However, the executive summary of the report claims to make a different finding not obviously related to the above. Instead of sticking to the question of whether all CR 17 funds should have been declared, the executive summary states that the President also exposed himself to a situation involving the risk of a conflict between his official responsibilities and his private interest or suggests he may have used his position to enrich himself and his son through businesses owned by African Global Operations, was substantiated. The conflict of interest claim is pursued in a perfunctory manner in the report itself but no concrete finding is made in the text of the report – despite what the executive summary claims.
There may be a second technical problem with this finding. It is unclear whether the Code can be enforced against someone like Ramaphosa who is no longer a member of Parliament. Parliament’s Ethics Committee has interpreted the Code to be only enforceable against sitting members and not against former members – even when the alleged breach occurred when the person was still an MP. For example, when convicted women beater, Mduduzi Manana, resigned as an MP, the Ethics Committee stopped its investigation against him. At the time co-chairperson of the committee Aumsen Singh explained:
In light of his resignation, Mr Manana is no longer a member of the [National] Assembly and by extension, a Member of Parliament. Consequently, the sub-committee and the code finds no application on Mr Manana in light of the allegations he was expected to answer.
On Twitter the office of the Public Protector claimed that the Code does apply to Mr Ramaphosa as it contains specific provisions making the Code applicable to former members. This is not correct. With one exception, the Code only applies to existing members. As clause 10.1.2 makes clear that “[a] former Member breaches this Code if the former Member contravenes clause 8.2 of the Code” Clause 8.2 states that:
A former Member must avoid any abuse or improper use of Members’ facilitiesor any benefit provided to the former Member by Parliament and strictly observe and adhere to the administrative rules that apply to such facilities or benefits.
In other words, former members of Parliament are only bound by the code in relation to their use of the Parliamentary facilities and other benefits they still enjoy as former members. It does not seem to relate to the disclosure of interests or other alleged ethical breaches. If this is correct, the remedial action imposed by the Public Protector ordering the speaker to refer the alleged breach of the Code to the Joint Ethics Committee within 30 days, and the further instruction to the speaker to order Ramaphosa to make a full declaration of all funds received by CR17 within 30 days, may also be unlawful.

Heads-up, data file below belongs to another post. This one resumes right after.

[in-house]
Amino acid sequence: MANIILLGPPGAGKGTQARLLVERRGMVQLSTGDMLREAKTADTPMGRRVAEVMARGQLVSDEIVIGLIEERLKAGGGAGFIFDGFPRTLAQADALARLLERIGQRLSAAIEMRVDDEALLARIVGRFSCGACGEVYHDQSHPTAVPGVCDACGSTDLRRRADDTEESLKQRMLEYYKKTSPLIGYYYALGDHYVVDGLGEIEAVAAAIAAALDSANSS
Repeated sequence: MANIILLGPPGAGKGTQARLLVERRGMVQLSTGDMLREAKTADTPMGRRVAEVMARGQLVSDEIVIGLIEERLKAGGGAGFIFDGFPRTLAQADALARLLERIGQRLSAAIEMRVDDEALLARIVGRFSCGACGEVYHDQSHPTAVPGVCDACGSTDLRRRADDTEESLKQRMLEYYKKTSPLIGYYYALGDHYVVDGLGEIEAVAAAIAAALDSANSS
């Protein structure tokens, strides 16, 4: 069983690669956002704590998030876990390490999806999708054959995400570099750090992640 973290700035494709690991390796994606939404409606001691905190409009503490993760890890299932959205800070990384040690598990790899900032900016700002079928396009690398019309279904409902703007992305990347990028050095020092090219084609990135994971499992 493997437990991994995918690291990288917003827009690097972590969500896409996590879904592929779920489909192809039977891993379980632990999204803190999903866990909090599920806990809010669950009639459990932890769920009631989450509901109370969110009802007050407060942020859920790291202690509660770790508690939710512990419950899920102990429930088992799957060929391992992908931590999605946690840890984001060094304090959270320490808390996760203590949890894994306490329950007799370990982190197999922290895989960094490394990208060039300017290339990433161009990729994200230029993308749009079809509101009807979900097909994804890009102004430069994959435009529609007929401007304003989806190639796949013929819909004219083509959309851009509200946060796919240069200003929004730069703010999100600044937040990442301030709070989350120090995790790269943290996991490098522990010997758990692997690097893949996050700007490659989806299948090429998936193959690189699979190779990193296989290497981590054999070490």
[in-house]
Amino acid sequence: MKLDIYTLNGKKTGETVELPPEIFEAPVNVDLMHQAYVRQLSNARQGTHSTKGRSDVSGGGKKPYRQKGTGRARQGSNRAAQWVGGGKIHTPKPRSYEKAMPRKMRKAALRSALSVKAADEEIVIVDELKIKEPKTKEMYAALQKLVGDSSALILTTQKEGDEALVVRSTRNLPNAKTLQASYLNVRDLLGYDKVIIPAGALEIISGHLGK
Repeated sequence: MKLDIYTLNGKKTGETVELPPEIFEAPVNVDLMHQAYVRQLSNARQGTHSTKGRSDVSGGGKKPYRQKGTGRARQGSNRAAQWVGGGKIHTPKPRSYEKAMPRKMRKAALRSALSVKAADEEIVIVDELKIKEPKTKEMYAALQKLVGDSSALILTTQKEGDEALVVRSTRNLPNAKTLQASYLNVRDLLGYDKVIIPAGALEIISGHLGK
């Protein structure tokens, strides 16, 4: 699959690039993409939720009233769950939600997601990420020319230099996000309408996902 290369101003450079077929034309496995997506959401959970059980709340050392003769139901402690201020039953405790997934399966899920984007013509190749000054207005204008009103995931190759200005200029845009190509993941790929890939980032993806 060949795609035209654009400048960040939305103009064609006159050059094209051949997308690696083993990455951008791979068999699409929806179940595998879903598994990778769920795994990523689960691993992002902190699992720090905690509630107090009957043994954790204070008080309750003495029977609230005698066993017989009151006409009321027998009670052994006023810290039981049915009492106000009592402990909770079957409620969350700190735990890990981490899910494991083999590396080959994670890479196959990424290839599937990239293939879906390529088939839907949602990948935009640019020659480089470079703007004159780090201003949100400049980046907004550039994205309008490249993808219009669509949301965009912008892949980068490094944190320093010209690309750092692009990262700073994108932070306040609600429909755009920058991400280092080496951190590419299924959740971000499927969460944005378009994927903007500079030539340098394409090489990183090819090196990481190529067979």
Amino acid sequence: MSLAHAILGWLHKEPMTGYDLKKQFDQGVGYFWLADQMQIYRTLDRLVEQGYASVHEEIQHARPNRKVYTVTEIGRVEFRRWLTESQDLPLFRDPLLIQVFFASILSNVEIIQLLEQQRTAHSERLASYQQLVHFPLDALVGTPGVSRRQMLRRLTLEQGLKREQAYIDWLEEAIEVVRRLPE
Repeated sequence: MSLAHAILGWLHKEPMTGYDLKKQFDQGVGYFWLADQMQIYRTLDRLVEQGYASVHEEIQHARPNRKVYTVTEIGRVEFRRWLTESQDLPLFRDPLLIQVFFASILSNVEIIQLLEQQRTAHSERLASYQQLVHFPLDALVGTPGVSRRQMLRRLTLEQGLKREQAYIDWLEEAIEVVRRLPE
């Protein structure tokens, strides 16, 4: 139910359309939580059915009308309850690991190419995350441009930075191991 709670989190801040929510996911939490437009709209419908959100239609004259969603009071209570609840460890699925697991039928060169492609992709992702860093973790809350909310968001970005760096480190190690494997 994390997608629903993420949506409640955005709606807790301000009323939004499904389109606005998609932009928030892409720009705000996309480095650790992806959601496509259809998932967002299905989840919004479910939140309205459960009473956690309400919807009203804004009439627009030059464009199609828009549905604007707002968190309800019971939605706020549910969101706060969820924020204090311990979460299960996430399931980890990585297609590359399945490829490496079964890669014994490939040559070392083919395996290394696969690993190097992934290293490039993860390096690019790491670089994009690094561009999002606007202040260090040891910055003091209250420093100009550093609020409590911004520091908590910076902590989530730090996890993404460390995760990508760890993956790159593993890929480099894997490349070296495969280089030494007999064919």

Even if one assumes that the Public Protector interpretation of the Code is correct and the remedial action is lawful (as I would prefer to do as I support the conclusion that funding of political campaigns should be disclosed), many individuals who are not MPs (like Ace Magashule, but also Cyril Ramaphosa if he again runs for presidency of the ANC in 2022) will not be bound by this Code. It is for this reason that I would suggest that Parliament passes appropriate legislation to ensure transparency and accountability in the funding of campaigns for leadership positions within all political parties.
Before I read all the documents relating to the seemingly misleading answer Ramaphosa gave in Parliament when asked about money given to his son, Andile, I had thought that it was obvious that President Cyril Ramaphosa had deliberately misled Parliament on the matter. Ramaphosa responded to a question by Mmusi Maimane about a transfer of R500 000 into an account run by Andile, by claiming that money was paid to his son for work done for African Global Operations (former Bosasa).
When Ramaphosa later issued a statement to say the R500 000 was transferred to his CR17 fund (but failed to clarify that his son did do work for Bosasa and was paid by them for this as Ramaphosa claimed in Parliament), it sounded as if he had told quite a serious lie to Parliament.
However, it turns out that the information given by Ramaphosa to Parliament about his son and Bosasa was correct. Bosasa did give money to Andile Ramaphosa in payment for work done as the President claimed at the time. What had happened was that Mmusi Maimane had fluffed the question he asked Ramaphosa by claiming that the R500 000 from Bosasa was paid to Andile Ramaphosa, when he meant the money was paid to the CR17 fund. The Public Protector found that Ramaphosa had misled Parliament in breach of clause 2.3 of the Executive Members Ethics Code because he should not have answered the fluffed question before double checking the facts.
Although Ramaphosa clarified the matter later, the rules of Parliament are silent on whether this is possible, which led the Public Protector to conclude that the finding that the President misled Parliament should stand. It is worth quoting the report at length to get a flavour of the reasoning: